Longer working hours among patients returning to work after a first myocardial infarction are associated with increased risk of coronary heart disease (CHD) events, according to a new prospective Canadian study.
The findings were published online Monday by Université Laval's Xavier Trudel, PhD, and colleagues, and will appear in the April 6 issue of the Journal of the American College of Cardiology.
Working long hours appears to be common, according to the researchers, who cited International Labour Office figures suggesting approximately 1 in 5 workers worldwide work over 48 hours per week, representing more than 614 million people.
Previous prospective studies suggest long working hours have potentially harmful effects on cardiovascular health, including CHD and stroke, the researchers said.
The researchers hypothesized that cardiovascular effects of long working hours may be higher in patients with pre-existing cardiovascular conditions, although there have been no previous studies into this phenomenon.
The current prospective study's aim was, therefore, to test the effects of longer working hours in 967 people – aged 35 to 59 years, recruited across 30 hospitals in Quebec province between November 1995 and October 1997 – who had returned to work after a first myocardial infarction.
At baseline, men were over-represented in the category working 55 hours or more per week, the highest category of working hours, accounting for 10.7% of all men vs. 1.9% of all women. Younger people who perceived their economic situation to be financially comfortable were also over-represented in the highest working hours category, as were those with other CHD risk factors including smokers, those with higher alcohol intake and less psychical activity, those with higher job strain and low support, and those with hypertension and diabetes.
Long working hours were assessed on average 6 weeks after return to work with a mean follow-up duration of 5.9 years, and incident CHD events – defined as either fatal or nonfatal myocardial infarction and unstable angina – were determined on the basis of the patients' medical files.
The researchers found that CHD events occurred among 205 patients (21.1%), an overall incidence rate of 3.60 cases per 100 person-years. Unadjusted analyses show those working 55 hours or more per week vs. those working 35 to 40 hours per week had a twofold increase in the risk of recurrent CHD (hazard ratio [HR]: 2.00; 95% confident interval [CI]: 1.36 to 2.95).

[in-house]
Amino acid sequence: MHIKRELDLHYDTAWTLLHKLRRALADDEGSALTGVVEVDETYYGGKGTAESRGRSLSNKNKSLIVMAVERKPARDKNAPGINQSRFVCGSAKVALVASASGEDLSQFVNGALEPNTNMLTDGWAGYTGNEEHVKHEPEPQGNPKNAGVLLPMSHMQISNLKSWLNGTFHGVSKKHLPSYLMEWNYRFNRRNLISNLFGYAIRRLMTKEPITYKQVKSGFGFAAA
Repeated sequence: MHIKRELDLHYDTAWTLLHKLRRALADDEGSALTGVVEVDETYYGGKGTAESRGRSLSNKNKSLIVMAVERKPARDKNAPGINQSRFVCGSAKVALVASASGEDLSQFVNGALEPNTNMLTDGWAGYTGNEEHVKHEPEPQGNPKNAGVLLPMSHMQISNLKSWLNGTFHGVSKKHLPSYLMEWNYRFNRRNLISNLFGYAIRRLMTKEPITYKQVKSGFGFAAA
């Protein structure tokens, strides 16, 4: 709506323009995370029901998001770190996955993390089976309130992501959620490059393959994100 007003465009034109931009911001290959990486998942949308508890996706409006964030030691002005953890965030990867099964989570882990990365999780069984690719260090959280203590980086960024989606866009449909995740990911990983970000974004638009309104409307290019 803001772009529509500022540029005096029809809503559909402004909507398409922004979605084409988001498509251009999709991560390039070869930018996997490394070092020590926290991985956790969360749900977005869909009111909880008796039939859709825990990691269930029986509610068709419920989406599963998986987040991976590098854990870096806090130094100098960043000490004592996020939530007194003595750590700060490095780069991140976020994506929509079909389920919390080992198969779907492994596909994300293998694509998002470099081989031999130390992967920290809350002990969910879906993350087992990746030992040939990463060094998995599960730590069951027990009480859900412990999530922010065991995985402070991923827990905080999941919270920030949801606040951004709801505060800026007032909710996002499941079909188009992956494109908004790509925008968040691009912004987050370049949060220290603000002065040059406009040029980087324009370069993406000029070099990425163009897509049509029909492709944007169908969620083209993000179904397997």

In the fully adjusted model, controlling for sociodemographic, lifestyle-related risk, clinical risk, work environment and personality factors, long working hours remained associated with the risk of recurrent CHD (HR: 1.67; 95% CI: 1.10 to 2.53).
Longer working hours combined with job strain was also associated with a stronger risk. Job strain was measured by psychological demand and decision latitude – a worker's potential control over tasks during working hours – using elements from the Job Content Questionnaire.
Participants working 55 hours or more per week that were simultaneously exposed to job strain had the highest risk when compared with workers working 35 to 40 hours per week who were not exposed to job strain, the researchers said, although they stressed that “the estimate was imprecise” (HR: 2.55; 95% CI: 1.30 to 4.98).
A linear risk increase was also seen after 40 working hours per week, with a stronger effect after the first 4 years of follow-up.
Using a spline regression model to estimate the effect of weekly working hours in its continuous form on the risk of recurrent CHD events, the researchers found a constant risk increase for each 10-hour increase after the reference 40 hours per week. The fully adjusted HRs were;
- 50h/week - HR: 1.20; 95% CI: 1.02 to 1.39
- 60h/week - HR: 1.50; 95% CI: 1.07 to 2.09
- 70h/week - HR: 1.92; 95% CI: 1.06 to 2.88
- 80h/week - HR: 2.46; 95% CI: 1.41 to 4.29
- 90h/week - HR: 3.10; 95% CI: 1.19 to 5.30
- 100h/week - HR: 3.78; 95% CI: 1.31 to 10.9
“Our findings further suggest that participants exposed to both long hours and job strain could be at particular risk,” the researchers said. “This could be attributable to the deleterious effect of prolonged exposure to work stressors among those working longer hours. This result should, however, be interpreted with caution given the reduced statistical power.”
They added that other effects of long working hours could have an adverse effect on cardiovascular health, including changing in lifestyle habits, with studies suggesting those working longer tend to smoke more, be less psychically active and consume more alcohol.
“Secondary prevention interventions aiming to reduce the number of working hours among these patients may lower the risk of CHD recurrence,” the researchers concluded. “Long working hours should be assessed as part of early and subsequent routine clinical follow-up to improve the prognosis of post-MI patients.”
In an accompanying editorial, University of California's Jian Li, MD, PhD, and Johannes Siegrist, PhD, from the Heinrich-Heine-University of Düsseldorf, said the study provides new research evidence that work-related factors play an important role in CHD prognosis.
“Occupational health services are urgently needed to be incorporated into cardiac rehabilitation programs and secondary prevention of CHD,” they said, noting: “This cooperation, however, is still poorly developed within cardiac rehabilitation programs.”
Trudel X, Brisson C, Talbot D, et al. Long Working Hours and Risk of Recurrent Coronary Events. J Am Coll Cardiol 2021;77:1616-25.
Li J, Siegrist J. Occupational Risks of Recurrent Coronary Heart Disease. J Am Coll Cardiol 2021;77:1626-8.